Tori Kachagina

Tori is from Sacramento, CA, and is currently a fourth-year Year Sociology student at UCSB. She's not sure where life will take her next, but she hopes it will include writing about culture, social justice, and anything in between. You can find her on Instagram @torimuser and her blog https://torimuser.wixsite.com/website.

Detox Tea Showed Me the Importance of Detoxing From Social Media

Although I was not participating in the detox-tea trend, I was still avoiding processed foods, thinking I could look like the influencers on my Instagram feed if I refused to eat anything “unhealthy.”

I have a love-hate relationship with Instagram. It is great for fashion inspiration because I shamelessly stalk my favorite influencers’ outfit-of-the-day shots, but it becomes dangerous when I aimlessly scroll through their content and begin to zoom in on their bodies. 


I begin to wish my own body looked like theirs, and when influencers like Kyle Jenner and Cardi B began promoting Flat Tummy Tea and flooding my feed with this “wellness” product, I thought I had found my answer. 

I believed this tea would perfect my body and that I would finally look like the influencers I followed. 


Once I saw my favorite influencers and celebrities advertising detox teas, I believed I could look like them by drinking the tea. I compared myself to them, which made me feel sad and lonely. I could not afford to purchase these detox teas, so, instead, I went on a health kick, cutting carbs and sugar out of my diet. 

My replacement for the tea affected me in negative ways. My mood frequently changed, I constantly felt tired, and no matter how much coffee I drank, my energy levels were at an all-time low.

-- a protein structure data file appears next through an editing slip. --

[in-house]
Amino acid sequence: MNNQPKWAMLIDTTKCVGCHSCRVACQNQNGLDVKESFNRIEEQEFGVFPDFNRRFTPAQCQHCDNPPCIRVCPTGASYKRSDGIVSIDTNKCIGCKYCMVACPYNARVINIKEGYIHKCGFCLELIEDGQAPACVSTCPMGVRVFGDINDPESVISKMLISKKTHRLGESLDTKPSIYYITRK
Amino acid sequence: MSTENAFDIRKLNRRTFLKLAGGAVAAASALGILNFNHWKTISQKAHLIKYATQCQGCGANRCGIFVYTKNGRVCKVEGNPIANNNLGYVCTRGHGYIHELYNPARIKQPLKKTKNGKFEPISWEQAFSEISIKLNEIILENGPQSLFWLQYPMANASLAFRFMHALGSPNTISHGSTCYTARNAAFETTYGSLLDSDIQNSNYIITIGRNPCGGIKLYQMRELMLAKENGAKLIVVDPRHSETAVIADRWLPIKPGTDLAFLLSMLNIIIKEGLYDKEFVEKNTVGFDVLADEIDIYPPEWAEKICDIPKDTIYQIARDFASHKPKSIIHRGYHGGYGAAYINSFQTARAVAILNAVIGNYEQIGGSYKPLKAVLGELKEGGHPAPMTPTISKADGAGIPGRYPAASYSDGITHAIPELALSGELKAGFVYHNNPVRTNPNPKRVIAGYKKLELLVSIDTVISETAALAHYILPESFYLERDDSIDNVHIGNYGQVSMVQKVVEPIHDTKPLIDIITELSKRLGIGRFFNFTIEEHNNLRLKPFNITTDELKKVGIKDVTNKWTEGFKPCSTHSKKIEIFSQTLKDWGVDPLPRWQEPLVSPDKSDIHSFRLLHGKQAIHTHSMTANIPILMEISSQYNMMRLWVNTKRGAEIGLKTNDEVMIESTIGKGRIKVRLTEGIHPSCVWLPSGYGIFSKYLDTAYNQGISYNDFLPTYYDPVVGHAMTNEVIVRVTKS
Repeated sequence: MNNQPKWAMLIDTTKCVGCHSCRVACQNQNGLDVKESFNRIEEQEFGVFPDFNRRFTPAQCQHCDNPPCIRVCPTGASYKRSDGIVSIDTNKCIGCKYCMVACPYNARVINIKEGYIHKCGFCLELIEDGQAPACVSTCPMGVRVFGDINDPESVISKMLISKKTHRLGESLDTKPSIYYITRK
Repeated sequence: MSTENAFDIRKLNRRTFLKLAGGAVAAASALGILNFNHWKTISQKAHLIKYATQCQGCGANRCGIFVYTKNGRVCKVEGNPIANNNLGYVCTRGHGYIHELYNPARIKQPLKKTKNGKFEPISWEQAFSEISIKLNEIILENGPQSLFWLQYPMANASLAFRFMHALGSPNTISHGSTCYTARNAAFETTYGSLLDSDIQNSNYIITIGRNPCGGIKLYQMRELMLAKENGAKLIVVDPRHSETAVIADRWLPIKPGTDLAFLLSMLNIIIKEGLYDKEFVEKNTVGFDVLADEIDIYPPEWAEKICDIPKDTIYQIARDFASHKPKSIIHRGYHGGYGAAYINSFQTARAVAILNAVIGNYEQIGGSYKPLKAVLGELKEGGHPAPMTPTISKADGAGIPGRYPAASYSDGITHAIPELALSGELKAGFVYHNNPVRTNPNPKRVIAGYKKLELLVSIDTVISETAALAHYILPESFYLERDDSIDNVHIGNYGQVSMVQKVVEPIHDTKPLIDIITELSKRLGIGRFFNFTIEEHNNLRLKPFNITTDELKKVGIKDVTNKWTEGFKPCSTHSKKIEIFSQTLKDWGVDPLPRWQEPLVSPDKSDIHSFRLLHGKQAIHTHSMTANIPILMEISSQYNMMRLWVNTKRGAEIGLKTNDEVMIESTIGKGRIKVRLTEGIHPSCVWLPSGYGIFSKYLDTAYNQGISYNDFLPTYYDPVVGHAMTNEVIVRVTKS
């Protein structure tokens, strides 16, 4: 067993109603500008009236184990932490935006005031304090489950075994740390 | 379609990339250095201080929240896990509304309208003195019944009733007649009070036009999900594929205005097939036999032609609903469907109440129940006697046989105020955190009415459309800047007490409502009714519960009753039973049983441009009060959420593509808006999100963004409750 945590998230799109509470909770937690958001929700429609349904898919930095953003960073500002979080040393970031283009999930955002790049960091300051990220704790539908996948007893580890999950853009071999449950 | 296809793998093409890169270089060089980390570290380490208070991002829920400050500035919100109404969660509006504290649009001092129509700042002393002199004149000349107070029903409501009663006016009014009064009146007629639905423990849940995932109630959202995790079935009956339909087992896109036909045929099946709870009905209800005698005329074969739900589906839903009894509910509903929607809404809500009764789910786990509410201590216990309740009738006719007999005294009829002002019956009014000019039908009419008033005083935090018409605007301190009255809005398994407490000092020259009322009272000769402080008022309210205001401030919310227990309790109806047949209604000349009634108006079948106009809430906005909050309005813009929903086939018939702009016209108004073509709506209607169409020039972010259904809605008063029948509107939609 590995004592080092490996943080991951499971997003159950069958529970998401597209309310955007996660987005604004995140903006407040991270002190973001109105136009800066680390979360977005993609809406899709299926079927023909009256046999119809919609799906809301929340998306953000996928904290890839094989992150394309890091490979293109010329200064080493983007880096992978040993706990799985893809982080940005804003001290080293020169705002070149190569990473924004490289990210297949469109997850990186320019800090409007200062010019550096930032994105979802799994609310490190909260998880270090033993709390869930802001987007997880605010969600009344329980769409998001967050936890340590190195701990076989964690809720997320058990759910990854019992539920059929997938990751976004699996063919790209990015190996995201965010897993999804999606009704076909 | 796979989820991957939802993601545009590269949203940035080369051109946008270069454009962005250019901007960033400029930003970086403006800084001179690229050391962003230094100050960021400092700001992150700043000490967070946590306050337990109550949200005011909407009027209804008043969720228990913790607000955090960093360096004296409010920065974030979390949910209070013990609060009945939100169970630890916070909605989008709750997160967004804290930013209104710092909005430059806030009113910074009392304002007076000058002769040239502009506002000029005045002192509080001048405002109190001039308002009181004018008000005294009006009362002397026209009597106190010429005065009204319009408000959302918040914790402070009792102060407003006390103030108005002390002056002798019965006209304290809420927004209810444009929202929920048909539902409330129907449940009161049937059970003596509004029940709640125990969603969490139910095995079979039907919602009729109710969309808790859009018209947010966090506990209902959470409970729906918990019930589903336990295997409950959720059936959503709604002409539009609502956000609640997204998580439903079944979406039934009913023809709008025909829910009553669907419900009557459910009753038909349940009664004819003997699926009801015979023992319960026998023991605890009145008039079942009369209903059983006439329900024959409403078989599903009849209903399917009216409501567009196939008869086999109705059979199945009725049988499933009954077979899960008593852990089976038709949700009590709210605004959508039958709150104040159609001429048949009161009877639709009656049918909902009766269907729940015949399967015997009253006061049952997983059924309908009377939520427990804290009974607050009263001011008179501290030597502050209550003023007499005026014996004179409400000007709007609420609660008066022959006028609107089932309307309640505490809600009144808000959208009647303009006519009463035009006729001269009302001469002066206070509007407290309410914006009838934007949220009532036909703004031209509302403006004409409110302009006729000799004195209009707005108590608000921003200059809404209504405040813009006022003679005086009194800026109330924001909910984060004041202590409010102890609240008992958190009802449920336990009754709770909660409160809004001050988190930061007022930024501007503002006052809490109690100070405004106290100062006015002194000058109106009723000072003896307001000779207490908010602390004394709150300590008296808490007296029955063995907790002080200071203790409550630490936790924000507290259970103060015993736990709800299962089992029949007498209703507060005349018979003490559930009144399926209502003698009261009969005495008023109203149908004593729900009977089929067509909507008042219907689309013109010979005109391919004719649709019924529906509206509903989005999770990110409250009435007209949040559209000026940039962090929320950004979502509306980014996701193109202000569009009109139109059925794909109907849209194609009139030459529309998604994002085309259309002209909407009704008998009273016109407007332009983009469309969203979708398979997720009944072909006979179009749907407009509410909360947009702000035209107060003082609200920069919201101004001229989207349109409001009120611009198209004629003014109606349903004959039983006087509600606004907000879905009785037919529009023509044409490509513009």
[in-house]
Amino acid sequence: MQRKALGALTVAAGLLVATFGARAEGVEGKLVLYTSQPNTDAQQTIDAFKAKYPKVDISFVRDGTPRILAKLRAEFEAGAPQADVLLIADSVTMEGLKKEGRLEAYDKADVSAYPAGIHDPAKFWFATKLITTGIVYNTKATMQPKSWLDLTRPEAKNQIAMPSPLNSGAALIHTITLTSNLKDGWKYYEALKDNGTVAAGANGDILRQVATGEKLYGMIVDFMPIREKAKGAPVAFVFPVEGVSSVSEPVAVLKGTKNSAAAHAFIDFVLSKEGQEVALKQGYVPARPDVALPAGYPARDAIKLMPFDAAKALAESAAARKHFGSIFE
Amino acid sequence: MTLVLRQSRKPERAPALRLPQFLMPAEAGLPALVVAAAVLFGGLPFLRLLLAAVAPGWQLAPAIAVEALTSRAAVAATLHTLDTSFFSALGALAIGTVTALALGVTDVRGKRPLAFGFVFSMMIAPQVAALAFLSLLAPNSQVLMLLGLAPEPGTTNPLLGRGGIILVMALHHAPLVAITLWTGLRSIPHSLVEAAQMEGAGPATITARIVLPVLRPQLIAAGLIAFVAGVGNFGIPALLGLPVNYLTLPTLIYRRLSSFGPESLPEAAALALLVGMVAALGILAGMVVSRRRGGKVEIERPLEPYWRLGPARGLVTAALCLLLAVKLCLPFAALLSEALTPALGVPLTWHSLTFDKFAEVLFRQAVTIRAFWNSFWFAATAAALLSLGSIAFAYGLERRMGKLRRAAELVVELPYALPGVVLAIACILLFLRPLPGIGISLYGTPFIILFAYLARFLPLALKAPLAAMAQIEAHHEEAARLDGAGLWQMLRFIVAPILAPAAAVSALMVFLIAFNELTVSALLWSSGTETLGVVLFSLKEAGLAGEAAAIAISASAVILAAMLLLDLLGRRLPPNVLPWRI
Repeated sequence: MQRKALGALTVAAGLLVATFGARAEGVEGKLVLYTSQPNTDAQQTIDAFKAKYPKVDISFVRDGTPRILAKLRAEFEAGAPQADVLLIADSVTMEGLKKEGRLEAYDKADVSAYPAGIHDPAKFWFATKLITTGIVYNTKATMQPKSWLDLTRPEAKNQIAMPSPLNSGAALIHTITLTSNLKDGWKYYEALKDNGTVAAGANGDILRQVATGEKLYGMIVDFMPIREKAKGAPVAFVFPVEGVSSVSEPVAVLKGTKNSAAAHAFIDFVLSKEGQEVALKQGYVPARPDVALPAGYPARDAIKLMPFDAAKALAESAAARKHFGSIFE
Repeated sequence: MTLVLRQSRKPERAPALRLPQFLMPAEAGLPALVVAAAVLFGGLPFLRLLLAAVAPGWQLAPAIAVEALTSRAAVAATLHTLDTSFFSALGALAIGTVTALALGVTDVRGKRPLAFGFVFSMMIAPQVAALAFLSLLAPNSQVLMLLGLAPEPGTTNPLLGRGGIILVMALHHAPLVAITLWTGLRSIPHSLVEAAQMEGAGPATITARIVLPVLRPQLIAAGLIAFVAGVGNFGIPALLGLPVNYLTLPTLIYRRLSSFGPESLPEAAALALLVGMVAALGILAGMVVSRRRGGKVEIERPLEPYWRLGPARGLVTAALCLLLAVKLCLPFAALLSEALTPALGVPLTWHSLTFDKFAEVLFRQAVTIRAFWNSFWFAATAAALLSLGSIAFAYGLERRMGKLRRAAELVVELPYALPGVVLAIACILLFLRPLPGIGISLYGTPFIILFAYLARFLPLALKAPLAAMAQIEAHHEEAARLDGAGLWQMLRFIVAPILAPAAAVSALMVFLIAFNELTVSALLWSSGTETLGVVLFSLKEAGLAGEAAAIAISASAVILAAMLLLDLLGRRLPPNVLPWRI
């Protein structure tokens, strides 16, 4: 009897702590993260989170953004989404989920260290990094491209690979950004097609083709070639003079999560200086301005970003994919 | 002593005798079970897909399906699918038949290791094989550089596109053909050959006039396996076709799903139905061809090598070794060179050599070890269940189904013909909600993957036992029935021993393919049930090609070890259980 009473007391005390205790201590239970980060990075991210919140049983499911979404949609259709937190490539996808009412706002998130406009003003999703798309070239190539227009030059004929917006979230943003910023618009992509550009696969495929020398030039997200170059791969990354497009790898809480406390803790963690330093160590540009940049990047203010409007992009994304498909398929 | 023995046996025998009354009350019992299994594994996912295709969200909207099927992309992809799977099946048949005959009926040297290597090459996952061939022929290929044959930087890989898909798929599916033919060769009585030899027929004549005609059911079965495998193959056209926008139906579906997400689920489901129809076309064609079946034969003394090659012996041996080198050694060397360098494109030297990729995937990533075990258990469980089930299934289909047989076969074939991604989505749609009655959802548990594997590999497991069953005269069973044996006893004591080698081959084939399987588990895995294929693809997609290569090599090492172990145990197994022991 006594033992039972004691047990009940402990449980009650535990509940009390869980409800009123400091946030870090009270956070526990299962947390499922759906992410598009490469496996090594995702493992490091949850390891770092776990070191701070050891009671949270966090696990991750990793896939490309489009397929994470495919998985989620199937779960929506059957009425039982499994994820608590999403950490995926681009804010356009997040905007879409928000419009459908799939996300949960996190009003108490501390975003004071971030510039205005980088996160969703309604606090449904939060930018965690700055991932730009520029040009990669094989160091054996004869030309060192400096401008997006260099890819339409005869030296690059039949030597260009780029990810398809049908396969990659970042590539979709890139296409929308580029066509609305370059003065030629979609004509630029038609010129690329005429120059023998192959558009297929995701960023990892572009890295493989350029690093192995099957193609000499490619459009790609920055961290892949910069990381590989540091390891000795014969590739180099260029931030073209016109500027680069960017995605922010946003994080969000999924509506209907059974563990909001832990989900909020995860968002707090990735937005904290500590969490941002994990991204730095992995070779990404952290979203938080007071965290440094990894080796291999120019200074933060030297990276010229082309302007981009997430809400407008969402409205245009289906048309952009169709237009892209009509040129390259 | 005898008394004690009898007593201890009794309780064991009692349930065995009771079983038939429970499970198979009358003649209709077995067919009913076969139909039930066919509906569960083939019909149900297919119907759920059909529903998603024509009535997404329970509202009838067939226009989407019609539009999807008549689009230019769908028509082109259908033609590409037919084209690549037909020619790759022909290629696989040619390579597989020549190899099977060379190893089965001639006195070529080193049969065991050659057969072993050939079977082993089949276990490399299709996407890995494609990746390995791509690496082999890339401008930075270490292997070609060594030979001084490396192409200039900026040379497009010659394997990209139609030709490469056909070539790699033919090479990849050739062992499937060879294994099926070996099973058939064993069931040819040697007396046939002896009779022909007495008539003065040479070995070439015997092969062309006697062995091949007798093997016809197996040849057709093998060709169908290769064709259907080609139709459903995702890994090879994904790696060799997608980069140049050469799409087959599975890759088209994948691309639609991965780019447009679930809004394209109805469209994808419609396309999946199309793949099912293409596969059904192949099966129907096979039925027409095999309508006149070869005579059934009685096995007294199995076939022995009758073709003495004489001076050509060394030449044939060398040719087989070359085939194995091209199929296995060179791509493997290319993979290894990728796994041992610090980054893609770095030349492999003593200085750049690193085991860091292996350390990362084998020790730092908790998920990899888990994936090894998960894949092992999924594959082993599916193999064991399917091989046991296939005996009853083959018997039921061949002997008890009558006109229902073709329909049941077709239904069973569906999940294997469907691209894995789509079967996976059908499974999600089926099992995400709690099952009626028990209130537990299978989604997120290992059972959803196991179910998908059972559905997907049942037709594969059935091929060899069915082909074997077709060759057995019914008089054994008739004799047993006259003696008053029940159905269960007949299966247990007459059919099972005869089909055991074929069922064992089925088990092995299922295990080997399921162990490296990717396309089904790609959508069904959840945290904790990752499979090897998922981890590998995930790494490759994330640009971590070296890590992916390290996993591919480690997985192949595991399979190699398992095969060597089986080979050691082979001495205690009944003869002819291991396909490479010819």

Although I was not participating in the detox-tea trend, I was still avoiding processed foods, thinking I could look like the influencers on my Instagram feed if I refused to eat anything “unhealthy.”


But then there was backlash. Critics slammed influencers for advertising seemingly “detoxing” teas that in actuality were laxatives—and could be viewed as a type of disordered eating. It’s scary to me that I considered purchasing detox teas to help me attain the attractive bodies of the influencers I looked up to, and it’s also scary that I made dramatic changes to my diet when the tea was too expensive. 

Yet, what is even scarier is that influencers have the power to promote these dangerous products and normalize them in our society. 


A survey from Origin about American social media users said 41% of 1,000 individuals between the ages of 18 and 24 felt sad, anxious, or depressed after using social media. These individuals make up Gen Z, which is the generation also known as the first “social natives.” 

Although social media can connect us, it can also bring us down because we are exposed to a plethora of content that makes us question our own identities. 


There is a bigger issue that goes beyond the detox teas being advertised. The problem is that influencers have the power to promote whatever they want on their platforms, regardless of how much harm it can bring to their followers. 

This harm is not only misinformation, but also the normalization of disordered habits that can negatively impact their audiences. 


Instead of scrolling through social media, comparing ourselves to others, and adopting practices that we think will help us feel better, let us instead empower one another by sharing what makes us feel like ourselves and appreciate what we already have. 


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